Northwest Passage Late August, 2009
May 21, 2013
In late August 2009, ice clogged some but not all of the Northwest Passage, and snow had retreated from most of the islands in the Canadian Arctic Archipelago. The Moderate Resolution Imaging Spectroradiometer (MODIS) on NASA’s Aqua satellite caught this rare cloud-free view of the archipelago on August 27, 2009. Although Parry Channel appears partially ice free, especially in the east, sea ice spans most of McClure Strait, blocking the northern, or preferred, route through the Northwest Passage. The southern route, however, which Roald Amundsen followed from 1903 to 1906, appears open. Amundsen navigated around the southern perimeter of King William Island, passing through a narrow strait on his way westward. Snow-free land surfaces allow a view of the islands’ topography. While the western end of Baffin Island appears flat and almost featureless, dramatic stripes cross Bathurst Island in the northwest. These approximately east-west stripes result from layers of exposed bedrock, likely tilted by a mountain-building event in the mid-Mesozoic Era. Snow-free landmasses vary in color from beige to brown. Cold temperatures, persistent snow cover, and short growing seasons limit tree growth so far north, leaving the islands coated with tundra. The northern, or preferred, route through the Northwest Passage has been navigable a few times, and it appeared wide open in satellite imagery in 2007. The route that Amundsen followed has opened periodically since the turn of the twenty-first century. Credit: NASA image created by Jesse Allen, using data provided courtesy of the MODIS Rapid Response team. Caption by Michon Scott based on image interpretation by Walt Meier and Ted Scambos, National Snow and Ice Data Center.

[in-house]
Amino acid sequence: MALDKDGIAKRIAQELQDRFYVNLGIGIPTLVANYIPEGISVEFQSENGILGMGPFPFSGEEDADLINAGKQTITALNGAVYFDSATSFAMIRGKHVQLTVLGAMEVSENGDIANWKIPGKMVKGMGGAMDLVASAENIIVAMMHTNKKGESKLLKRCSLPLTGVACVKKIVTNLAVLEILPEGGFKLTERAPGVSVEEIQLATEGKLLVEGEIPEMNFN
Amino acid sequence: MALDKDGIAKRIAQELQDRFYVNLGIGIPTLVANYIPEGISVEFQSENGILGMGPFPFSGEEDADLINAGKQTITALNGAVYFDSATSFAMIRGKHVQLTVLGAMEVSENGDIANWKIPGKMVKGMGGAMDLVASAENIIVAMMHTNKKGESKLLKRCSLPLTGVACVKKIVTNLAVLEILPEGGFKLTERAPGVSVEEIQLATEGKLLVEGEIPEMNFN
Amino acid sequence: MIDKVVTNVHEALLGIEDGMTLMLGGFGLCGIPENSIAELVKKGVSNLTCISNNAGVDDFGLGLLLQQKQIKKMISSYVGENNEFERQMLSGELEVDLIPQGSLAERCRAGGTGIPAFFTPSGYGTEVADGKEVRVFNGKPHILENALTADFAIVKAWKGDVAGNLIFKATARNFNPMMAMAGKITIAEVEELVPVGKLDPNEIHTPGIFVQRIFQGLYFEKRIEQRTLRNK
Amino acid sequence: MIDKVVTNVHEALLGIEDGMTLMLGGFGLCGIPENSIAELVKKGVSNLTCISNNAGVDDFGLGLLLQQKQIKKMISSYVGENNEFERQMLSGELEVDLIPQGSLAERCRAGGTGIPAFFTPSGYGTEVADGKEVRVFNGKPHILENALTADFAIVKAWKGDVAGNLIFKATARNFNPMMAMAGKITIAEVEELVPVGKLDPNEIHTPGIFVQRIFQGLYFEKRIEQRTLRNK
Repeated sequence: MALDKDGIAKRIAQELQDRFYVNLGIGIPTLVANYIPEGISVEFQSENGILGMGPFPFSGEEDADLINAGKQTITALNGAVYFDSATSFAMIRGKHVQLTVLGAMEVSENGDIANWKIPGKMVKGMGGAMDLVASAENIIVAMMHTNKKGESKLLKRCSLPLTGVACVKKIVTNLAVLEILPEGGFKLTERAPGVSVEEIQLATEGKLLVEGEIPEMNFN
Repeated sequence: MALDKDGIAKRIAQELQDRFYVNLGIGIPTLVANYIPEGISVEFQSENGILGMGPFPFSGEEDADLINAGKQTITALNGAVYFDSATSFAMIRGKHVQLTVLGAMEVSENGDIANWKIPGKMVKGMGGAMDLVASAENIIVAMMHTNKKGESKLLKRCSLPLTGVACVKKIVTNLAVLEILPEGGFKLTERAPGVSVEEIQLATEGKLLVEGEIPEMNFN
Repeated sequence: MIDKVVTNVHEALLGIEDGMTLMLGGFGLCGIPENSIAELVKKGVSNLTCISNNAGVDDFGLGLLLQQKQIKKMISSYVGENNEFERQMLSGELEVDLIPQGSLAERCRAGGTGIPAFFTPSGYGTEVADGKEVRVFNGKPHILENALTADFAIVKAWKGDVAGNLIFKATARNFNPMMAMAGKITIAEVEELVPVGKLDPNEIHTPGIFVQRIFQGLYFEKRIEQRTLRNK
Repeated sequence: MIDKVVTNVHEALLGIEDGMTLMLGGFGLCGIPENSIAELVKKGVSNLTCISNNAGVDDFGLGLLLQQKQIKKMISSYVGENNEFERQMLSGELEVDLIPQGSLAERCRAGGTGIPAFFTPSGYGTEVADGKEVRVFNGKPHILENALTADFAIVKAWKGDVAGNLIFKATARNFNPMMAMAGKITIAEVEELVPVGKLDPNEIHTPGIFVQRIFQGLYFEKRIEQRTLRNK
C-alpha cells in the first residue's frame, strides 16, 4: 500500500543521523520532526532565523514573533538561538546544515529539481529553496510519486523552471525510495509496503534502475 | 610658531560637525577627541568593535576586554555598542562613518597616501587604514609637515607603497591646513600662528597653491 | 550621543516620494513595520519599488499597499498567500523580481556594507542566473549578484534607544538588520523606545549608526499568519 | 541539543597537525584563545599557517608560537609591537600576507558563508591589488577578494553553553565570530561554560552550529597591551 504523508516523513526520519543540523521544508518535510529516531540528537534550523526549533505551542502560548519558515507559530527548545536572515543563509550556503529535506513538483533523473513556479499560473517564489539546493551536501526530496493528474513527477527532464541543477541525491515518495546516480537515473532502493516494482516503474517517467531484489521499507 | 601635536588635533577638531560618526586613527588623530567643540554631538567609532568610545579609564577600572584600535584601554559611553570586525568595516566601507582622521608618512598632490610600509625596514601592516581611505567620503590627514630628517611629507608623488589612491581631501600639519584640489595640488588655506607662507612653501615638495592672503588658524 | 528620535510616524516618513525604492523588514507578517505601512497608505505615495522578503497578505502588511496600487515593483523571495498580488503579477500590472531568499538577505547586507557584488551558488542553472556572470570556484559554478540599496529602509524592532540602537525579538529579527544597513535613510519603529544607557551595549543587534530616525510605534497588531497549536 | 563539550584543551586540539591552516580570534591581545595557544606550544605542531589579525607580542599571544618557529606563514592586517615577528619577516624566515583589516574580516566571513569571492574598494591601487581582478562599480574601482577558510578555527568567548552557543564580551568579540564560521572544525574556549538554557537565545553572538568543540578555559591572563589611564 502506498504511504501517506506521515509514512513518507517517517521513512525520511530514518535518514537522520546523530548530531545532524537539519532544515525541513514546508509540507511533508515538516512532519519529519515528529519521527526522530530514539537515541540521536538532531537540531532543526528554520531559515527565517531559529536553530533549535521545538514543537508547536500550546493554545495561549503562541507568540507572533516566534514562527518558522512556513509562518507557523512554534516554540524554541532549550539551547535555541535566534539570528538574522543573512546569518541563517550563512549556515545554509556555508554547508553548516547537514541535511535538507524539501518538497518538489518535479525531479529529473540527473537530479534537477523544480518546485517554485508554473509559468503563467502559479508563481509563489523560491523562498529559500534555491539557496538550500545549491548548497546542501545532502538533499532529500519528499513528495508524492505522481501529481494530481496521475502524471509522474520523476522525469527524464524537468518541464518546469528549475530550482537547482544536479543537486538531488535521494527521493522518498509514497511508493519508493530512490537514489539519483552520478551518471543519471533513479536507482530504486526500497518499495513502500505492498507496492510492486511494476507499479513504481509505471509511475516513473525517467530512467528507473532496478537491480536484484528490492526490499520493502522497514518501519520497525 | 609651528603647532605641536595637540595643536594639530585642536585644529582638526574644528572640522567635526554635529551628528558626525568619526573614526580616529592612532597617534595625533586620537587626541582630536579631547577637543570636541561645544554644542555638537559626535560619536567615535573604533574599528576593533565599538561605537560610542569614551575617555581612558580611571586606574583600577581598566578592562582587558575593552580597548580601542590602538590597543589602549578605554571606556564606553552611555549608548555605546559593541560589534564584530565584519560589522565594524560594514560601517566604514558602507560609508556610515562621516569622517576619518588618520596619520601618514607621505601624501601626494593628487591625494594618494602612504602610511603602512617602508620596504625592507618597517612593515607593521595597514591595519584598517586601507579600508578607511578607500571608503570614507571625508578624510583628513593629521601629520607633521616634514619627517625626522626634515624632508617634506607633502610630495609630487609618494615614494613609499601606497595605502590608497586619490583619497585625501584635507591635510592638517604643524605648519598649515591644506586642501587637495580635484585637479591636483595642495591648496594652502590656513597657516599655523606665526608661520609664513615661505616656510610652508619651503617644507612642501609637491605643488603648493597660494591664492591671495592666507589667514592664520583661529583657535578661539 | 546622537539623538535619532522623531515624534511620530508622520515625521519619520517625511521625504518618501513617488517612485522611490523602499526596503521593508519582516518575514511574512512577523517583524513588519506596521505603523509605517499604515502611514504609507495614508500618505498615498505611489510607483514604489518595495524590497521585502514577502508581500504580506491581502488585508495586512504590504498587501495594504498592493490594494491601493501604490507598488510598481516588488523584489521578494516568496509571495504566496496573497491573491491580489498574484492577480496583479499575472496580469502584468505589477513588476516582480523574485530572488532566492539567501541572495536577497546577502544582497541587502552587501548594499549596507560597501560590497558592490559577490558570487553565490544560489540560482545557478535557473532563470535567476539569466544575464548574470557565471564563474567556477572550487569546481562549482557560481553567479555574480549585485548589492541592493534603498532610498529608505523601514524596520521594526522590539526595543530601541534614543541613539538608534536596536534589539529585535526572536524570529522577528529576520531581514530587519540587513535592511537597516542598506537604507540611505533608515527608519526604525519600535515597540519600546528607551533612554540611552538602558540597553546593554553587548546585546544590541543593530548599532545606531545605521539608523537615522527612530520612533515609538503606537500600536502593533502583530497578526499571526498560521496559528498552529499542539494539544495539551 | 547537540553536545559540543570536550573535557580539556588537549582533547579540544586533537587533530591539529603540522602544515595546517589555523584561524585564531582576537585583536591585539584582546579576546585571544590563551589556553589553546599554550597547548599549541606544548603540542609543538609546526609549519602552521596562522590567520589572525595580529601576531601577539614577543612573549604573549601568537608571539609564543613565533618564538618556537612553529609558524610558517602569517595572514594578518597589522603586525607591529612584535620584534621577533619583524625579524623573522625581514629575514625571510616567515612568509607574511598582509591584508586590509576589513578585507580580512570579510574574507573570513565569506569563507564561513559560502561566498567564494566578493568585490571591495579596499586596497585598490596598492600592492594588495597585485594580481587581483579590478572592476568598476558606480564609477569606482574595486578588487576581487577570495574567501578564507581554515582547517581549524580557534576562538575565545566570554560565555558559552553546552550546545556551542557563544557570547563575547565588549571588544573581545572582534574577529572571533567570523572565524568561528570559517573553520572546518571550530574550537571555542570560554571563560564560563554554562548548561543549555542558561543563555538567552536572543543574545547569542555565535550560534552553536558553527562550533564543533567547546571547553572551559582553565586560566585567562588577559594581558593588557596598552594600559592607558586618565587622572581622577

Topics: Geography, Earth, Physical geography, Moderate-Resolution Imaging Spectroradiometer, King William Island, M'Clure Strait, Northwest Passage, Northern Canada, Geography of Canada, Exploration of North America, Shipping routes, Arctic Ocean